Small, unexpected delights do not have to cost you a lot of time or money, but they will pay big rewards in loyalty and referrals from your clients. For instance, here I am writing a post about Martin to thousands of international readers who might just rent from him some day.
- Put yourself in your customer’s shoes. What would make the use of your product or service more pleasant for them? A small touch like a card, a followup email, or an unexpected article on a related subject can bring a happy customer to loyal fan status.
- Overcome any objections to your service or product before they have a chance to be voiced. Martin knew his apartment was a bit hard to find at night from the train station, so he took us himself. He neutralized a possible negative in a customer review (critical for his future sales).
- Show customers how to best enjoy your product or service. Martin helped us enjoy our time better in Copenhagen by explaining the bus and metro system, highlighting Danish foods we should try, and recommending sights for our limited time frame . He’s selling more than a bed for a night, and he knows it. You are also selling more than just your product or service. You are selling an experience.
Case Study: When we published our last book, Strip Off Your Fear: Slip Into Something More Confident, we included a book club party planner with a suggested menu, a playlist on iTunes, and a custom cocktail recipe designed by a friend. The topic of worrying about what other people think is important, but it doesn’t mean it has to be dull.
Keep it familiar
It doesn’t matter where you travel in this world, you can almost always find these 3 things: Kit-Kat bars, orange soda, and an Irish pub. It’s a little bit of comfort to see this trusty trio in a far-flung destination, and more often than not you’ll also find plenty of Western ‘traveler-friendly’ restaurants.
These restaurants always sell pizza, spaghetti, hamburgers, and coffee. In areas heavily visited by Aussies, you’ll also find vegemite and marmite on the menu. The Brits get their gin & tonics plus proper English breakfast tea. Shops catering to the French will always have bread and imported cheese, and of course the Belgians and Germans get their beers from home. I’ve read that there are more Irish living outside of Ireland than in it, so that explains the abundance of Irish pubs in the world.
You’ll see signs out front of these shops like “We speak English” to call out to passing travelers. These places are always busy, even when there are better and cheaper food options from local merchants. The food often isn’t even that good in comparison to home (try getting a delicious hamburger in a country that doesn’t eat much bread or beef), but it doesn’t stop travelers from stopping in.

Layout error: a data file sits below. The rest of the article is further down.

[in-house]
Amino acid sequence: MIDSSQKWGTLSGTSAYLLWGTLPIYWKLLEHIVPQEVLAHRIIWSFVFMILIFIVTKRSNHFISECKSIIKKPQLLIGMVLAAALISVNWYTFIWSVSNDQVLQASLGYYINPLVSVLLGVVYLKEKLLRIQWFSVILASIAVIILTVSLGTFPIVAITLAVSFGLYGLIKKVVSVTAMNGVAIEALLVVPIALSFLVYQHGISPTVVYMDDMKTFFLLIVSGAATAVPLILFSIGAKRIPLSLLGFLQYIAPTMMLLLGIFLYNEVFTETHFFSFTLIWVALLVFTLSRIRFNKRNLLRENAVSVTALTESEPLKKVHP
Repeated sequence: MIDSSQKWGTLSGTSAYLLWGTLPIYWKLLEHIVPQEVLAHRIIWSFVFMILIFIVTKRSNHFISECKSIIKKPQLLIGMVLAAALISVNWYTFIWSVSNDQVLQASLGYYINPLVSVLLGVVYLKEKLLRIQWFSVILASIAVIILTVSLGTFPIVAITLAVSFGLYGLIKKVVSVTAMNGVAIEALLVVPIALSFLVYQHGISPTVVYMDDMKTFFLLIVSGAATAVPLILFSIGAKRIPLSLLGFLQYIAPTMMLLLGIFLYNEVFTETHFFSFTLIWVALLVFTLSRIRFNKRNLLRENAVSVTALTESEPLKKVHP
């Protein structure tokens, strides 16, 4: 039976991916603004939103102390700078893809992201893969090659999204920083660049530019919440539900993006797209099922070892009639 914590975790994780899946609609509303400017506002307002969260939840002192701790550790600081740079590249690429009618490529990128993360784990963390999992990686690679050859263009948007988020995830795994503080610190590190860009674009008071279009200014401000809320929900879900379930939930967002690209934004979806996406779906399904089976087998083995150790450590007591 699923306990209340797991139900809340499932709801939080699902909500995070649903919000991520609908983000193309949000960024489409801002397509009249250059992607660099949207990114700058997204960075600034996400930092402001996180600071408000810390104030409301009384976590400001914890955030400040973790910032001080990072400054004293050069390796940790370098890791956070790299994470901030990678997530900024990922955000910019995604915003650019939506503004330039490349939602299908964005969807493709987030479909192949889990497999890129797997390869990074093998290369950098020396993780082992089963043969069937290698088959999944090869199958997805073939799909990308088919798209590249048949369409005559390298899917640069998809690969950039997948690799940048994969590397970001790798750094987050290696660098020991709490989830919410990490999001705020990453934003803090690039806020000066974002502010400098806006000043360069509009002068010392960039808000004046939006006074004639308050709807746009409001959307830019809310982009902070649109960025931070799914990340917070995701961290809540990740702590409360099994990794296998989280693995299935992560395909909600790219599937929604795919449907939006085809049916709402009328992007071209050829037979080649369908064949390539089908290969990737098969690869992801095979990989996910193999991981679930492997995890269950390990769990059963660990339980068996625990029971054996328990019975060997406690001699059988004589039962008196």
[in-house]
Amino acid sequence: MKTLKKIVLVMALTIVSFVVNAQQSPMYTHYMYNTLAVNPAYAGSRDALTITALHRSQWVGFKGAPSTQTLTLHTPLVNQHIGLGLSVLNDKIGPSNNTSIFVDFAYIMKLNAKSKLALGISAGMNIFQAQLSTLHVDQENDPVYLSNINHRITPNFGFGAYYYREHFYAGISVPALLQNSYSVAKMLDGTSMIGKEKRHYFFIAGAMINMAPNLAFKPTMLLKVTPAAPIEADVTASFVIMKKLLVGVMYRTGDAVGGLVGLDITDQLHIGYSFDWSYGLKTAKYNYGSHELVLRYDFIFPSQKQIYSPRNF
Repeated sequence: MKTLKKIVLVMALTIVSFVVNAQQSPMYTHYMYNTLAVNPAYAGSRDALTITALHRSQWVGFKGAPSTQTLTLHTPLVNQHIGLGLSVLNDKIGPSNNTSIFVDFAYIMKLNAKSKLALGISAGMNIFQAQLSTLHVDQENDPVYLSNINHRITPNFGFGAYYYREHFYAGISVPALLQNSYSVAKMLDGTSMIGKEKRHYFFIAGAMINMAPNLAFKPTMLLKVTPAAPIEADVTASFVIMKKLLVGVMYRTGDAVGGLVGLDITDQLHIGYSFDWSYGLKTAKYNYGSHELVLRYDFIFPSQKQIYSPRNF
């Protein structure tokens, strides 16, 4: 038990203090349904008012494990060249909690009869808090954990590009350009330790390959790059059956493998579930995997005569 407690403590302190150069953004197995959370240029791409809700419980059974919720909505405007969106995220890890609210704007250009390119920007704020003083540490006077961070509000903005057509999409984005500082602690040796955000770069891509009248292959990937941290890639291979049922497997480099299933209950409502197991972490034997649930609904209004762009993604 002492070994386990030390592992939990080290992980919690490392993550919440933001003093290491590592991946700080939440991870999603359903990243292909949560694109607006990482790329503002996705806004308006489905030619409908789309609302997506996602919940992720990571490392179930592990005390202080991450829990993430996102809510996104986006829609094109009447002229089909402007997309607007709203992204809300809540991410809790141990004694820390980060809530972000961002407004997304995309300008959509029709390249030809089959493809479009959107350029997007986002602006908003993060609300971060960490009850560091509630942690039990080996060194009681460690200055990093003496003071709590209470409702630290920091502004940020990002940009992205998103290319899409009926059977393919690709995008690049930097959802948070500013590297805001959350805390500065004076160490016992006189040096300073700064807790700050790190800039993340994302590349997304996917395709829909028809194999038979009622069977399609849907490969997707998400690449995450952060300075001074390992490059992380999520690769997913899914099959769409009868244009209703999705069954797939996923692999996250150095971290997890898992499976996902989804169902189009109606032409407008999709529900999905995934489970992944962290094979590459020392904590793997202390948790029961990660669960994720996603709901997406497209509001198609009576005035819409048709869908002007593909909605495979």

Whether they’ve been gone for a week or a year, these foreigners just want a taste of home, a reminder of where they came from, and something easy in a land that is sometimes complicated for them.
If your type of business is complicated or unusual to a segment of your market, making it familiar using their language and customs or showing you understand their needs will go a long way in recruiting new business.
- Use case studies or testimonials to show customers how your product or service has worked for other people just like them. When they see another mother, writer, salesman, traveler, or homeowner using your product successfully, they can envision themselves using it, too.
- Call out to your less savvy customers so they know you understand them. Dali SEO Company promises “SEO so easy your mother could do it.” The thought of learning SEO can be daunting for a solo entrepreneur already overloaded with work, but since we all think we’re more Internet-savvy than our moms this is a powerful line.
- Sell the end result, not the product. A grandmother who has always talked to her grandkids via phone won’t necessarily see the benefit of Skype until she realizes she can see them as they talk. She may not care about the technology, but she does care about seeing her grandkids as they grow up, especially if she lives far away. Make your product or service relatable to your customer’s existing lifestyle.
Case Study: PEMCO Insurance in Seattle, Washington has a funny campaign called, We’re a Lot Like You (A Little Different). It highlights the quirky people in the Pacific Northwest, like Sandals and Socks Guy, Accidental Tech Millionaire, and Relentless Recycler. The ads are funny, and they inspire Pacific Northwesterners to choose a local company for their insurance needs rather than a national one.
Taking your souvenirs home
This concludes today’s tour. In summary, your souvenirs include:
- A used train ticket to Siberia to prove to everyone you’ve actually been to the middle of nowhere (and a reminder to counter the stereotypes in your own business)
- A delicious slice of Danish bread to inspire unexpected delights for your own customers
- A Kit-Kat bar to recall the need to make your offerings familiar to the visitors who come to your site
When you get back home, you can use this trio of reminders to bash stereotypes in your business, add unexpected perks to people who do business with you, and instantly communicate with visitors who don’t necessarily speak your business language.
Remember, no matter where you travel, even if it is just to your local bakery to buy a Danish for breakfast, there are business lessons all around. Learn to view the world like a traveler and you’ll pick up every one.